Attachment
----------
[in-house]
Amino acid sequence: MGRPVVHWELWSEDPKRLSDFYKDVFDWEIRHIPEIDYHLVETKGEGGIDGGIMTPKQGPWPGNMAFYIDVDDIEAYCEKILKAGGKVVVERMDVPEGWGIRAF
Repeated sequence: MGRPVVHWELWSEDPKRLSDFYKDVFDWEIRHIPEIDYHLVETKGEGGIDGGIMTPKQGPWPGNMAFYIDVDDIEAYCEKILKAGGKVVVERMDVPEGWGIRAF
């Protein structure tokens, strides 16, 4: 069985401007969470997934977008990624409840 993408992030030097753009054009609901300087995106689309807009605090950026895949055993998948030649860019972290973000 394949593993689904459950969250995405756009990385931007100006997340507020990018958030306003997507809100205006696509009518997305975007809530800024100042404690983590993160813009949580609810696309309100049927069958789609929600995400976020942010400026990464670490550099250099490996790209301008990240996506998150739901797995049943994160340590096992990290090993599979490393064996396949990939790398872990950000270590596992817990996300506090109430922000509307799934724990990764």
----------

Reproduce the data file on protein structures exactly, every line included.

[in-house]
Amino acid sequence: MGRPVVHWELWSEDPKRLSDFYKDVFDWEIRHIPEIDYHLVETKGEGGIDGGIMTPKQGPWPGNMAFYIDVDDIEAYCEKILKAGGKVVVERMDVPEGWGIRAF
Repeated sequence: MGRPVVHWELWSEDPKRLSDFYKDVFDWEIRHIPEIDYHLVETKGEGGIDGGIMTPKQGPWPGNMAFYIDVDDIEAYCEKILKAGGKVVVERMDVPEGWGIRAF
């Protein structure tokens, strides 16, 4: 069985401007969470997934977008990624409840 993408992030030097753009054009609901300087995106689309807009605090950026895949055993998948030649860019972290973000 394949593993689904459950969250995405756009990385931007100006997340507020990018958030306003997507809100205006696509009518997305975007809530800024100042404690983590993160813009949580609810696309309100049927069958789609929600995400976020942010400026990464670490550099250099490996790209301008990240996506998150739901797995049943994160340590096992990290090993599979490393064996396949990939790398872990950000270590596992817990996300506090109430922000509307799934724990990764």